A variety of other techniques may be utilized, alone or in combination to attain specific management objectives. These techniques may represent a temporary change in management (e.g. leaving an impoundment open during a specified period of time to oxidize the sediments and then resuming normal management), or they may be permanent management strategies (e.g. stormwater retention). Some (e.g. exotic removal, prescribed burns) may be applied in conjunction with other strategies.

Many variations on the standard management options can be envisioned; a few possibilities include:

  1. prescribed burning,
  2. stormwater processing,
  3. overflooding,
  4. scheduled exotic removal, and
  5. wastewater retention.

Specific techniques will vary depending upon the objectives and the structure of the impoundment(s) in question.

Open Marsh Water Management (Unimpounded)

This mosquito control method reduces immature mosquito production by establishing more regular hydroperiods that are less conducive to mosquito oviposition, and by enhancing water exchange and circulation to allow recruitment and maintenance of larvivorous fish populations. It utilizes ponds, ditches and canals connected to tidal sources.

In areas with a heavy concentration of mosquito-producing depressions, ponds are constructed so as to eliminate the depressions. The ponds serve as reservoirs for predatory fish during low water periods, and as water sources for nearby areas. Radial ditches may extend from the ponds to eliminate breeding in areas near the ponds. Ditches are also used to eliminate scattered breeding depressions and to interconnect the ponds, and deeper ditches are used to connect the system with a tidal source. Ditches are often silled at their connection to the lagoon to prevent over drainage of the high marsh during low tide periods.

Detailed standards and protocols for OMWM have been produced for New Jersey (Bruder 1980; Proc. N.J. Mosq. Control. Assoc. 67:72-76), Maryland (Lesser 1982; Proc. N.J. Mosq. Control. Assoc. 70:29-34), and Delaware (Meredith et al. 1985; Wetlands 5:119-133), and various modifications of OMWM have been devised for dealing with slight tidal ranges and unpredictable tidal events (closed systems, ditch sills, etc.). In Florida, the method has been modified to suit the Indian River's low tidal amplitudes. The use of both open and closed systems, variations in the placement and height of silled connectors, and the use of graded, meandering ditches, are used to accomplish specific management needs.

Because of the small tidal amplitude in the Indian River Lagoon, and other limitations imposed by vegetation structure and equipment, opportunities for OMWM may be restricted along the lagoon. However, the technique may offer significant benefits in specific cases, or when used in combination with other techniques to achieve primary or secondary management goals.

Advantages:

  1. Reduces pesticide use.
  2. May increase suitable habitat for the Atlantic salt marsh snake along the edges of ditches.
  3. In open systems, a connection can be maintained year round between the marsh and the estuary. Usually results in improved water quality and more stable water levels.
  4. Minimal system maintenance can be expected for up to ten years.
  5. Provides a passive management system that requires little personnel for operation.
  6. Increases edge habitat.
  7. Variations in techniques provide flexibility for different situations and/or objectives.

Disadvantages:

  1. Works best in areas with high tidal energy.
  2. Limited applicability in areas dominated by mangroves because the necessary modifications would be difficult to construct.
  3. Marsh hydrology changes, with lowering of water table a distinct possibility.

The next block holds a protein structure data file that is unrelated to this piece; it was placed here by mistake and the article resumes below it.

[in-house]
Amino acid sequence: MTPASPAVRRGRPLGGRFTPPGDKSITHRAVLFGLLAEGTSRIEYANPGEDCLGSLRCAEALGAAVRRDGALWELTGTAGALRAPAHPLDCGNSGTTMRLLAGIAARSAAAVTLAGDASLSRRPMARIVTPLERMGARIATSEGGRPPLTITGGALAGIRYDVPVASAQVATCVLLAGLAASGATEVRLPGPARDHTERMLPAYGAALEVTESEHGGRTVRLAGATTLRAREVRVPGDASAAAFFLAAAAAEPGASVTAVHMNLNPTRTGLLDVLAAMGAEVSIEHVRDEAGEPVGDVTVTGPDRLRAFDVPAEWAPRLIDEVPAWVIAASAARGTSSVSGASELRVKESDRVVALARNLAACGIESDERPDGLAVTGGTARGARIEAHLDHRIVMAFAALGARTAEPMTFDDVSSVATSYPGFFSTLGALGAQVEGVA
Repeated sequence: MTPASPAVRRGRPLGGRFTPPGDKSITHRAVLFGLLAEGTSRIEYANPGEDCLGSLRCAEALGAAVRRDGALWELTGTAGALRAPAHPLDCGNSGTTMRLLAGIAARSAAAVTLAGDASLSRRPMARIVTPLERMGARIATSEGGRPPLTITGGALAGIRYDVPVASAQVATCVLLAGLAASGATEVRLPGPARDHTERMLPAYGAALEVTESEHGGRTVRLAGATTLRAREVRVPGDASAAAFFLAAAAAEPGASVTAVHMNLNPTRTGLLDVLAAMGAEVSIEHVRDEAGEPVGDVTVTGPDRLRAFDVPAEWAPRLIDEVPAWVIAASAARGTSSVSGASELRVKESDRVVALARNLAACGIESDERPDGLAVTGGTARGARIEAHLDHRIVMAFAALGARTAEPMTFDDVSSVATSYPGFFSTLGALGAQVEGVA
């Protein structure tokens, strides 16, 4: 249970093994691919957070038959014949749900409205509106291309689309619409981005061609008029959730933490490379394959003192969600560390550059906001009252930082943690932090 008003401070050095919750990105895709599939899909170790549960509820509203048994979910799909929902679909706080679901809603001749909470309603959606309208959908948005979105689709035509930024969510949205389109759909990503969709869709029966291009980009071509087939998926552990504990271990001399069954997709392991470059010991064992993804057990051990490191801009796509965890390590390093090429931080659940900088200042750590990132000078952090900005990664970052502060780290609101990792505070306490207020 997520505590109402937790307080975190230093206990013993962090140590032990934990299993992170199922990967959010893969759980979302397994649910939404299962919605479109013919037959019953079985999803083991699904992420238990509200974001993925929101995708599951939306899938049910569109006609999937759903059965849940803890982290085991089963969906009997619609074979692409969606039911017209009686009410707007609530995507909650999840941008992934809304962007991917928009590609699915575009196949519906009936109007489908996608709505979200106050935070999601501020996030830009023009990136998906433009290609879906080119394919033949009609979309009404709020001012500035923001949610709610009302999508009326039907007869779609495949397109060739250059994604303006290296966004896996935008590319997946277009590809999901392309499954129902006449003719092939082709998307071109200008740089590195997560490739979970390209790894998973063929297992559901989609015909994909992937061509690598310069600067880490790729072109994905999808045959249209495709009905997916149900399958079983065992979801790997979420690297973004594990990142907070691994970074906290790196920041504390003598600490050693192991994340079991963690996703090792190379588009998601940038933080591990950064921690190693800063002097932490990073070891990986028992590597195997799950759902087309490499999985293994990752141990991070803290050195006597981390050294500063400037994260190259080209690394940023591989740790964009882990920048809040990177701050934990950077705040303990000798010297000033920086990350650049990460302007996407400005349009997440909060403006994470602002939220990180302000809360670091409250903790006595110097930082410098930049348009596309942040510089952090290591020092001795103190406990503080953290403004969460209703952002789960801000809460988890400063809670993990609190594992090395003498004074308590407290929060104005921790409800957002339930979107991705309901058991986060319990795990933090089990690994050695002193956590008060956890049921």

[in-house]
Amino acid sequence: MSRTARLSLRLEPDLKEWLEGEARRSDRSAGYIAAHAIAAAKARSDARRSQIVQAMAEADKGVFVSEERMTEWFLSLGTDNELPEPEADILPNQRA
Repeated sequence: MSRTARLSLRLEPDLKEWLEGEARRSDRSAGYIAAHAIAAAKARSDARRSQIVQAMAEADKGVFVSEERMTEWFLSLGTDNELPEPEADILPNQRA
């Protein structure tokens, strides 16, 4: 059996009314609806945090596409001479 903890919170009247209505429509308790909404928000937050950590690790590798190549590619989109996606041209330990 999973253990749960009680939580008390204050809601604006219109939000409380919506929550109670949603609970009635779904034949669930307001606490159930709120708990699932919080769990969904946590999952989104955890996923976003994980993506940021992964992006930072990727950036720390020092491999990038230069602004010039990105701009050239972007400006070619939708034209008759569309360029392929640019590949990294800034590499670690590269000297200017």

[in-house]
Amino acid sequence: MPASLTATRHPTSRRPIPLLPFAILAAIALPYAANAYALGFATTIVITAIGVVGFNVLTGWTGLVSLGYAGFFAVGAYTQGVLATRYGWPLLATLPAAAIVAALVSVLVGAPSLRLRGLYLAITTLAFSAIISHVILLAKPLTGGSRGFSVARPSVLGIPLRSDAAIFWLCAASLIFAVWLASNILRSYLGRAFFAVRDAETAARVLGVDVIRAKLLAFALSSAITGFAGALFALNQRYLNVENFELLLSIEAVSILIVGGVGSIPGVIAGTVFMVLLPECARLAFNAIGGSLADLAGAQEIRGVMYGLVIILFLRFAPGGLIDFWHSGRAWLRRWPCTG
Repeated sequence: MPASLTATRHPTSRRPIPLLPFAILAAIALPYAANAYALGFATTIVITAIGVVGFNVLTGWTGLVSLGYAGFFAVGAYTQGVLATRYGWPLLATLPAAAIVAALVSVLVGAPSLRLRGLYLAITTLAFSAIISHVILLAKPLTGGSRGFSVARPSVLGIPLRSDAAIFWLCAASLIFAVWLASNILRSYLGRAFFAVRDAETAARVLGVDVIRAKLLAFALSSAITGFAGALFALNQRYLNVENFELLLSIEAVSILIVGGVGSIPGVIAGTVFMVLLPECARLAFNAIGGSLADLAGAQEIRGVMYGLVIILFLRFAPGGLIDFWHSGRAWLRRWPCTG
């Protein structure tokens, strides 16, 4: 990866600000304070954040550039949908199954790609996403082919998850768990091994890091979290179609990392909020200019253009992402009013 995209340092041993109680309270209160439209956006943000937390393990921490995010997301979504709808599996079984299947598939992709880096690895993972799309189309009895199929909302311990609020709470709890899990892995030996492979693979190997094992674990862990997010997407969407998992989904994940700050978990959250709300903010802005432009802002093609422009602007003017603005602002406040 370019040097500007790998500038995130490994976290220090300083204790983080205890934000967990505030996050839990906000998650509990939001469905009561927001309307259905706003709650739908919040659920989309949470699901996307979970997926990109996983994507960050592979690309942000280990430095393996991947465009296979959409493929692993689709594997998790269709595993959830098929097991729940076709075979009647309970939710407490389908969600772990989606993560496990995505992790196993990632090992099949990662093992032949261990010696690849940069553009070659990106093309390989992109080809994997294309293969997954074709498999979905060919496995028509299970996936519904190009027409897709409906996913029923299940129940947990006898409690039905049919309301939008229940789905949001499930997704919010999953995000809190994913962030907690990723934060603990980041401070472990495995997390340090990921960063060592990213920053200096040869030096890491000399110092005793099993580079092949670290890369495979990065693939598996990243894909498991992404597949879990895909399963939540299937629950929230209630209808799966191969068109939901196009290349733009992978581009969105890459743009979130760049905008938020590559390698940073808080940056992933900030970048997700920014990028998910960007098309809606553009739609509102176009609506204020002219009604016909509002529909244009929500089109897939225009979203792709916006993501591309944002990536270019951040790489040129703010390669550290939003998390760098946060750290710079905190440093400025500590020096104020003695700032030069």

4. May require maintenance and, possibly, continued modification as conditions in the marsh change. Periodic inspections are needed to keep track of changing marsh conditions.
  5. May foster the spread of mangroves into salterns and herbaceous halophyte areas and invasion of salterns by herbaceous halophytes.
  6. Depends partially upon weather and tidal events, which may cause control failures in part of the marsh. Larval inspections are still necessary.
Ditched

This category includes marshes that were ditched in the past (particularly during the 1940s and 1950s) in attempts to control mosquitoes; It does not include ditches constructed as part of OMWM systems or shallow ditches that may be used to complement RIM. The usual strategy was to construct an evenly-spaced grid system of deep ditches that would drain the marsh and often lowered water tables. This approach was not successful because considerable breeding still occurred between the ditches. Furthermore, spoil deposition in the marsh interfered with sheet flow and provided sites for invasion by exotic species and upland plants.

Many of these ditches have fully or partially closed with time, particularly at the marsh-estuary edge. Although new ditch systems of this type are not likely to be constructed, maintenance of old ditches may be advisable in some cases as some of the ditches may promote water circulation and may be used as part of other management strategies. Partially closed ditches are often heavy mosquito producers, and may require maintenance to prevent mosquito production and water stagnation. Finally, spoil piles or berms created by this technique often block water movement and may have to be removed.

Advantages:

In some marshes where the deep ditches have remained functional, mosquito breeding has been reduced, thus reducing the need to use pesticides for mosquito control.

Disadvantages:

  1. Frequently not effective for long term mosquito control.
  2. Spoil piles created by the deep ditching interfere with sheet flow, block circulation, and promote invasion by exotics and upland plants.
  3. Often lowers marsh water table.
  4. Has made traversing some marshes virtually impossible, thereby hindering inspections for larval mosquitoes.
  5. Ditch banks can be suitable habitats for sandflies.
Other (Unimpounded)

As with impounded marshes, a variety of other techniques may be utilized, alone or in combination to attain specific management objectives. These techniques may represent a temporary change in management or they may be permanent management strategies. Some (e.g. exotic removal, prescribed burns) may be applied in conjunction with other strategies.

Many variations on the standard management options can be envisioned. Specific techniques will vary depending upon the objectives and the structure of the marshes in question.